Online shelter medicine grad helps give fighting dogs a fighting chance

Published: August 19th, 2016

Category: Blog, Featured, News

Stephanie BlackFighting dogs have a champion in their corner, thanks to our brand-new Online Shelter Medicine Master’s Degree program graduate, Dr. Stephanie Black, Staff Veterinarian at the Toronto Humane Society.

In her In her Master’s degree capstone presentation on behavior modification for dogs rescued from fighting backgrounds, Dr. Black said she found experts considered ex-fighting dogs to be similar to dogs from puppy mill operations. “These dogs are not well-socialized,” she said. “One expert referred to these dogs as ‘pancake dogs,’ because they would just hit the floor and try to get as flat as they could, not move, and sadly don’t even move to eat or go to the bathroom if there’s too much going on.”

She stressed that, “All dogs from fighting situations are individual animals, and should be individually evaluated. They should no longer be considered tools of violence. Instead, they should be considered victims of animal cruelty. Blind euthanasia of these dogs should not be tolerated.”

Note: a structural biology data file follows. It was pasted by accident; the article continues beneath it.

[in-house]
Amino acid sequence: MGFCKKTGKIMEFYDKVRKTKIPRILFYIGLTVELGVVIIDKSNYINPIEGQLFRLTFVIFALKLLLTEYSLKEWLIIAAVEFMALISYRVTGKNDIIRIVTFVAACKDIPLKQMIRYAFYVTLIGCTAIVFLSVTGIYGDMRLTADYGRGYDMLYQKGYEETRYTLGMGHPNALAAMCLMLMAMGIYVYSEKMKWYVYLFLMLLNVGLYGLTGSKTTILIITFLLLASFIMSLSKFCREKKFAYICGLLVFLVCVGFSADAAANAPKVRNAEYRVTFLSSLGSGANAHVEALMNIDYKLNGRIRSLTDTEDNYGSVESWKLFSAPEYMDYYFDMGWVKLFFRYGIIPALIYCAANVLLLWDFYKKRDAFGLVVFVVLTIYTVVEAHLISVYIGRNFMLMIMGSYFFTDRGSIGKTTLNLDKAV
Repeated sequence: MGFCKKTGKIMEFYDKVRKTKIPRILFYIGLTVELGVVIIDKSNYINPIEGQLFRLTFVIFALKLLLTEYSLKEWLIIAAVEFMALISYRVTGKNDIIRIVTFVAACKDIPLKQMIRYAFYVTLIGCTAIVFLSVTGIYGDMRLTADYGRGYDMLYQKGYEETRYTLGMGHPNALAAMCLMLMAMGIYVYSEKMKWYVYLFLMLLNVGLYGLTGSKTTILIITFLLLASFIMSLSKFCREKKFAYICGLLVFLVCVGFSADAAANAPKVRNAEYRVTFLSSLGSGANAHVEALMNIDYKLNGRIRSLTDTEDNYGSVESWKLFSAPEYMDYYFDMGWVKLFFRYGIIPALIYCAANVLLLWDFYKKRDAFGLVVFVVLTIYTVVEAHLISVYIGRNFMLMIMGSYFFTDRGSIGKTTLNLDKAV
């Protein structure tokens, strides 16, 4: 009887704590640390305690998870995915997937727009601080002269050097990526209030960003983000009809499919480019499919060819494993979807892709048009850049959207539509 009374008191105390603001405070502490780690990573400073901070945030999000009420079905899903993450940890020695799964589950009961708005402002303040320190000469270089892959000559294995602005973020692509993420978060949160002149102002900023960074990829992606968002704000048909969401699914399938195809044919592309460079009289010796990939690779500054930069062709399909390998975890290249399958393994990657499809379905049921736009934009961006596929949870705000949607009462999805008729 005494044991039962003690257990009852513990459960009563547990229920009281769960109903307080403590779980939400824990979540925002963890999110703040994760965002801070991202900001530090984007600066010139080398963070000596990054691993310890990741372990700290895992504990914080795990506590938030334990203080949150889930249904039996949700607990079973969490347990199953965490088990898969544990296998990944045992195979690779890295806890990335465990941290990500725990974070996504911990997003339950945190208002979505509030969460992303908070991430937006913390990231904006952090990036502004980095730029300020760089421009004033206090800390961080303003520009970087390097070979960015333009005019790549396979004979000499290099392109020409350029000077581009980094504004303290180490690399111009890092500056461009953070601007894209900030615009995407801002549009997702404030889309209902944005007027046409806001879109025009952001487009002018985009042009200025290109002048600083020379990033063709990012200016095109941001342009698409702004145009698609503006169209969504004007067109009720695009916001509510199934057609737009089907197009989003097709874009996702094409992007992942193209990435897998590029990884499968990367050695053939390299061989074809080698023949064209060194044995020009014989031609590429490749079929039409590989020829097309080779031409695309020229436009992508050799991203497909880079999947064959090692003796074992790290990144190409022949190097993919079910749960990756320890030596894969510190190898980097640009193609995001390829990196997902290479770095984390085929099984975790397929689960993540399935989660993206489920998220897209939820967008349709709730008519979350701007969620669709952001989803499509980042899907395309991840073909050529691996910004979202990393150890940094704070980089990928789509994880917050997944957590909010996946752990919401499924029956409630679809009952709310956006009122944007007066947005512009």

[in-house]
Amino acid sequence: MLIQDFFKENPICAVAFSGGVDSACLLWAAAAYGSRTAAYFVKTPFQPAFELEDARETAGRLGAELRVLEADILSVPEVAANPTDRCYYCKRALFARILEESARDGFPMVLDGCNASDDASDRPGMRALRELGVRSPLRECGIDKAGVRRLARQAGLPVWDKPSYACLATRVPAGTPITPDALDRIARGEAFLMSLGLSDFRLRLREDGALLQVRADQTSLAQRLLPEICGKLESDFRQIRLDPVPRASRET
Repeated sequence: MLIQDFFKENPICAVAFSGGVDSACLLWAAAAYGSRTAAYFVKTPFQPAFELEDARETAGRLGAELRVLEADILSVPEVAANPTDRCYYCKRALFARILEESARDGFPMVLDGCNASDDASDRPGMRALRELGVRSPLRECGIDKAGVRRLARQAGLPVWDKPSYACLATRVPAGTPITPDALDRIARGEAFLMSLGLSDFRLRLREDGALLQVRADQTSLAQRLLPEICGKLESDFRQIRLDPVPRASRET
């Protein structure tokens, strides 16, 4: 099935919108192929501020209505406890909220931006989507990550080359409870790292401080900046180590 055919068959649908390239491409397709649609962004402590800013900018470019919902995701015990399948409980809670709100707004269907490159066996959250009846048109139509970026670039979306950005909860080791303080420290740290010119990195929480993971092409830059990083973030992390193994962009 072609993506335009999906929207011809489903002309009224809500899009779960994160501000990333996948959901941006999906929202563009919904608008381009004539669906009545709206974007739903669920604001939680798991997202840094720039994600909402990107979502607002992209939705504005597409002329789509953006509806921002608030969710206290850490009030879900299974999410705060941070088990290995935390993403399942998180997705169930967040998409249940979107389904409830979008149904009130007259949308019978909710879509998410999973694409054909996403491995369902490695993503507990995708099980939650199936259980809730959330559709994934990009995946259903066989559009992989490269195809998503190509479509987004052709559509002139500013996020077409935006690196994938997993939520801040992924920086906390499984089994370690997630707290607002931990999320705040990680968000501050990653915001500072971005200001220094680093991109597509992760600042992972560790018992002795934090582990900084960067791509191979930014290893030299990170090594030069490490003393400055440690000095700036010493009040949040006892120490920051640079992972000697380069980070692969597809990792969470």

The online shelter medicine course was extremely valuable to Dr. Black in her work as a shelter veterinarian. “This program has given me the knowledge to improve the lives of animals through effective population management and disease control,” Dr. Black said. “The veterinary forensics sections have helped me rescue pets from inhumane situations and improve prosecution. Once animals are in my care, this program has helped me to find ways to improve their welfare in the shelter and get them into loving homes sooner.”

The knowledge she gained is being put to work for animals every day. “Whether it be recognizing the need for specific enrichment for an animal or controlling a potential outbreak situation, the skills I have learned were varied and useful. And I gained knowledge of disease and welfare as well as tricks of the trade that help me make the sometimes overwhelming world of shelter medicine more manageable.”

You can view Dr. Black’s capstone presentation here: Give Fighting Dogs a Fighting Chance